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What That Female CEO Got All Wrong

I teetered into the office, more than 8 months pregnant, wearing a pencil skirt, a brightly colored top and heels. I no doubt looked like one of those hippo-in-high-heels cartoons, but I didn't care. I was there to get a job.

"I'm sorry, but when are you due?" the female executive sitting across the desk from me asked.

"Next week," I said. "But it's not like anything is going to change. I plan on going right back to work."

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"Uh, huh," she said, looking down at my résumé. She lifted her head and pulled off her reading glasses, I can only assume for earnest emphasis.

"I think you're probably going to feel differently next week. Why don't you have your baby and enjoy this time? Then come back. OK?" She pushed her chair out from behind her desk, stood up and put her hand out in that and-now-this-meeting-is-over way. I lowered my gaze, defeated, grabbed my purse and waddled back to my car.

"Women are THE WORST," I yelled to my husband over the phone. "A man would never have said that to me. At worst, a man would have been wondering how pregnant a woman would have to be to not want to have sex with her during the interview. But he never would have been so inappropriate as to tell me to 'Go home and have my baby.' He may have thought it, but he certainly never would have said it!"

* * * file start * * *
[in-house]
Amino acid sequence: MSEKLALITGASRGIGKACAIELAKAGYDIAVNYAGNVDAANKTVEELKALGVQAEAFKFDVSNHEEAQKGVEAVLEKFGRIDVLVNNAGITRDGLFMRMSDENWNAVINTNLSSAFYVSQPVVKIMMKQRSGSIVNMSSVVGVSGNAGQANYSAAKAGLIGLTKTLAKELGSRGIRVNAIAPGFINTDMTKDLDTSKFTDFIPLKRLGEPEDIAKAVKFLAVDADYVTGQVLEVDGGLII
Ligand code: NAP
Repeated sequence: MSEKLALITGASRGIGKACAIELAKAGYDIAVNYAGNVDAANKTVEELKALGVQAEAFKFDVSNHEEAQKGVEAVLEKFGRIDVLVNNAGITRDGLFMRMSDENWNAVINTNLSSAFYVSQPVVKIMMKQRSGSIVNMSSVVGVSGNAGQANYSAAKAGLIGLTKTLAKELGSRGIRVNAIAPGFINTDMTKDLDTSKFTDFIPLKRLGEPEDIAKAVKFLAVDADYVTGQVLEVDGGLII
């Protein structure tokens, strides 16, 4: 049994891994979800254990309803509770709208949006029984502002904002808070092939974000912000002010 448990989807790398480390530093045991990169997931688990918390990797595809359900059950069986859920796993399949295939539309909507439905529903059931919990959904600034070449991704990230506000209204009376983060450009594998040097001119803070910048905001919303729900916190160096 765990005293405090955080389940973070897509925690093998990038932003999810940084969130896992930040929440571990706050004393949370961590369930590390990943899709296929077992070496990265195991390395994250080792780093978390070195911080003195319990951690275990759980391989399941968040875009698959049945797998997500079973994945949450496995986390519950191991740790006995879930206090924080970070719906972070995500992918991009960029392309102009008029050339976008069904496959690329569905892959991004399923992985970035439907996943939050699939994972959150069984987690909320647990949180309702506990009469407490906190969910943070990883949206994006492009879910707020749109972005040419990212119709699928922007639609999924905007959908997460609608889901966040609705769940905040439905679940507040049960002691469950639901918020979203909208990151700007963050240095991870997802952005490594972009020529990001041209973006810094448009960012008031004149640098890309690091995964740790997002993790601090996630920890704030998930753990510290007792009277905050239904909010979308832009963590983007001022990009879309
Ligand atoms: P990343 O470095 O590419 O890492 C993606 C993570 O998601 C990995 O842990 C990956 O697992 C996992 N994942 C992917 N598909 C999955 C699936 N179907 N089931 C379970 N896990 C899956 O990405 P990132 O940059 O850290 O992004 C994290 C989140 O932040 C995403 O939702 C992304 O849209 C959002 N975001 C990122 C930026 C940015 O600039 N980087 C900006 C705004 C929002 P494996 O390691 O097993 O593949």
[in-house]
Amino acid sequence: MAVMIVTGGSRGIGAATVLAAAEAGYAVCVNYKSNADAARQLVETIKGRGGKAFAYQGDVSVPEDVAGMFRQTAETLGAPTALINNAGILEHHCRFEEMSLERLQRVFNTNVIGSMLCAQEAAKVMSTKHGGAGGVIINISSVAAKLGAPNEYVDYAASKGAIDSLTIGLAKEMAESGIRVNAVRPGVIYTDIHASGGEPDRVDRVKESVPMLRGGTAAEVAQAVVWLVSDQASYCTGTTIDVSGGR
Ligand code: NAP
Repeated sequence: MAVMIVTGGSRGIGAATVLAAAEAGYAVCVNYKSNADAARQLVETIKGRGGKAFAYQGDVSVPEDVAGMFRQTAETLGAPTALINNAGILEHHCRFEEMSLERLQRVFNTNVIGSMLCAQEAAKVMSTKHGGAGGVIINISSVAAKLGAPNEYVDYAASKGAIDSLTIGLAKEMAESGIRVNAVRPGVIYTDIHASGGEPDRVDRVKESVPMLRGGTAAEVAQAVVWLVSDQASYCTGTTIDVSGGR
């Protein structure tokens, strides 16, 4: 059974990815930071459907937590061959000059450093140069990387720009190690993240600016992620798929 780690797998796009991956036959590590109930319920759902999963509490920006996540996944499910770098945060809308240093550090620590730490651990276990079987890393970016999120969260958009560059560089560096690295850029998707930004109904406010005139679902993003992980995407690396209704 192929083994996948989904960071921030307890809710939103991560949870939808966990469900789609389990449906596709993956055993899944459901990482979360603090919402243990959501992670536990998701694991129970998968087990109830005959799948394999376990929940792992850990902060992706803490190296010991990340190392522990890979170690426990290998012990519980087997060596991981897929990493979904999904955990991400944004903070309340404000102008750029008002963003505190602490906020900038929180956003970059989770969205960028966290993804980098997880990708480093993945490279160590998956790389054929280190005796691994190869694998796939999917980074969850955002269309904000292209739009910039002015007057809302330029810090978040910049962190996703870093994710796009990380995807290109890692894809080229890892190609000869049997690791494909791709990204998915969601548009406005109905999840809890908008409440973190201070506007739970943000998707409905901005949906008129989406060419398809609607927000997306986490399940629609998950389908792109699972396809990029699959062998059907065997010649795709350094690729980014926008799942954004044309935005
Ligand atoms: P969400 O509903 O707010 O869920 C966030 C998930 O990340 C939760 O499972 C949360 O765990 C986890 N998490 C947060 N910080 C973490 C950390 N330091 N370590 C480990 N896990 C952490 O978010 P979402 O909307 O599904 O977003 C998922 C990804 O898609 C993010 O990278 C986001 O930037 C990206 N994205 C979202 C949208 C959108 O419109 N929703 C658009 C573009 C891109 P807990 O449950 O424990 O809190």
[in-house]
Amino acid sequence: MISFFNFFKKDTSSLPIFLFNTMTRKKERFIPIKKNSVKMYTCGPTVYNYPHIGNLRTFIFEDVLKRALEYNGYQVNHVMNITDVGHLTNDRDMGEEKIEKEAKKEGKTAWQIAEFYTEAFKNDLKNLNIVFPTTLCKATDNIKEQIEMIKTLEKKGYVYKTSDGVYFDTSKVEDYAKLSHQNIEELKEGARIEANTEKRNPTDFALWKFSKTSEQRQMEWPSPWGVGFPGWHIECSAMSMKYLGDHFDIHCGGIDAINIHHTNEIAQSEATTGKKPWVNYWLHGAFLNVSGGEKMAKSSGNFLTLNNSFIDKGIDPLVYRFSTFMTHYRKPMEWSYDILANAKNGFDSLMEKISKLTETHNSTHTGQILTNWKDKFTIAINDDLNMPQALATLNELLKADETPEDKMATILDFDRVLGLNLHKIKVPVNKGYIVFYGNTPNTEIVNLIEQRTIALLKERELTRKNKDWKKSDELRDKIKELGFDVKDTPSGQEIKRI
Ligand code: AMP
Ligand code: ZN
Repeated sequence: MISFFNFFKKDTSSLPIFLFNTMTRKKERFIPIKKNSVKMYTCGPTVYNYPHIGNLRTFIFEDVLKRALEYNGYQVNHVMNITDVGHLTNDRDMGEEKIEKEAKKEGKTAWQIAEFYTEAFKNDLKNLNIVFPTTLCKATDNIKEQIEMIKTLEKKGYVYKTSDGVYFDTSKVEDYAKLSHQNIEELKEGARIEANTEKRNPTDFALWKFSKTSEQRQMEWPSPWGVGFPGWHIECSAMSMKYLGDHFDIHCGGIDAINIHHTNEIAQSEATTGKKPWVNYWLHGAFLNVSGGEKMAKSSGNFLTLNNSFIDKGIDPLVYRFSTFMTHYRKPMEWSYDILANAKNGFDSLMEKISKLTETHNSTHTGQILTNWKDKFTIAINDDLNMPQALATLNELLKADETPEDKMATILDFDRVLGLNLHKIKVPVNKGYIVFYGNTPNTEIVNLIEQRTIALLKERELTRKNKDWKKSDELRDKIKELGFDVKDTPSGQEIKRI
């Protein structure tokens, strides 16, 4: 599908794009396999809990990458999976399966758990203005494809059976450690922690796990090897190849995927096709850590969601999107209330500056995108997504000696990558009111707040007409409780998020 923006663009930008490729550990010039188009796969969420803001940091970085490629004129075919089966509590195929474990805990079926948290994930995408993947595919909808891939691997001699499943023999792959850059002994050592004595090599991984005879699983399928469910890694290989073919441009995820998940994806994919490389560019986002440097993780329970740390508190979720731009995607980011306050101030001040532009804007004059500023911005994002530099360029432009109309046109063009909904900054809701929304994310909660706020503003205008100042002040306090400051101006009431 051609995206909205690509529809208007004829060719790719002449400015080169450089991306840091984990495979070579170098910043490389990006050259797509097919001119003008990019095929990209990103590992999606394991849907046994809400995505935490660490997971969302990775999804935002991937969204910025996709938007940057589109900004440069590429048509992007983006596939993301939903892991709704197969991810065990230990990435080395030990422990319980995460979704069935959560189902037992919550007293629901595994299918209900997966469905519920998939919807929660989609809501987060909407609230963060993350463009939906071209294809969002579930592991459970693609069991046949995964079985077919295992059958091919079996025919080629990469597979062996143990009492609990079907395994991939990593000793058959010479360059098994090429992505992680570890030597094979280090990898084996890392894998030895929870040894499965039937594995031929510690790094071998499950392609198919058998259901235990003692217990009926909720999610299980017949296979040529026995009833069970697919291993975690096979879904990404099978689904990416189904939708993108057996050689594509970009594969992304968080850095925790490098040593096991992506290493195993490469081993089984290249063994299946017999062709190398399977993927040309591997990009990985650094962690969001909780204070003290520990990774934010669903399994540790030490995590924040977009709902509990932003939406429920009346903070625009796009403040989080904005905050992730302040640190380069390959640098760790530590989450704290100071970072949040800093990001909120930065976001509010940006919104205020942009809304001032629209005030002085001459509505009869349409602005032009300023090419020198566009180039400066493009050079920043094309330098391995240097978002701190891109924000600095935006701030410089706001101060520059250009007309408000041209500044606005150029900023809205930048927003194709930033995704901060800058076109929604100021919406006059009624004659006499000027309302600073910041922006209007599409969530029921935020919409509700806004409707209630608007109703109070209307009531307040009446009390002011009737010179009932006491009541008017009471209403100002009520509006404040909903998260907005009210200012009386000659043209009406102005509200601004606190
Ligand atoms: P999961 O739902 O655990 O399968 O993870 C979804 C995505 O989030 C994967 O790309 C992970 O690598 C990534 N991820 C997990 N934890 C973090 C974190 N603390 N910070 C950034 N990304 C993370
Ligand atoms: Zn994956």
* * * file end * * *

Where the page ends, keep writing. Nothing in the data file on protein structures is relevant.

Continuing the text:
I'm not saying that having children should knock the ambition out of you. In fact, I know personally it can't.

I was fuming. Like Penny Herscher says in her recent piece in Fortune Mag, after popping out this baby, I had no intention of missing a beat in my professional trajectory. That high-level woman was clearly just trying to keep me down, man.

CUT TO: THE DELIVERY ROOM 6 DAYS LATER

"Give me my baby!" I screamed with a Courtney-Love-at-her-worst intensity, as they took my newborn to be cleaned off. "He's crying because I'm his mother, and he needs to be with me, and you've taken him over there. WHY HAVE YOU TAKEN HIM OVER THERE????"

I actually yelled this question out loud. I was not high.

An eternity later (probably 3 minutes), they brought my firstborn to me. I felt his skin on mine, and I wept in a way I never had before or since. I could not believe it was really me in this moment, that this tiny, beautiful being came out of my body, and all I did was have sex and eat a lot. Mind blown. And heart and soul and everything I knew to be true about myself.

Although I have worked steadily since his birth and the birth of another boy, I am not that same woman that I was sitting in that office that day.

In her heart, you run a very high risk of having her always wish she was just a little more interesting so Mommy could have stayed around more.

For 10 years following that first delivery, I produced a live storytelling show called "Afterbirth ... Stories You Won't Read in a Parenting Magazine." I asked writer/parents to share a story with me about, and this was the exact prompt, THE MOMENT YOU KNEW YOUR LIFE CHANGED FOREVER BECOMING A PARENT. Only once in a decade, and traversing cities across the country, did a writer respond to this suggestion with a blank stare. He then said, "Yeah, my life really hasn't changed that much." His wife looked at me and rolled her eyes.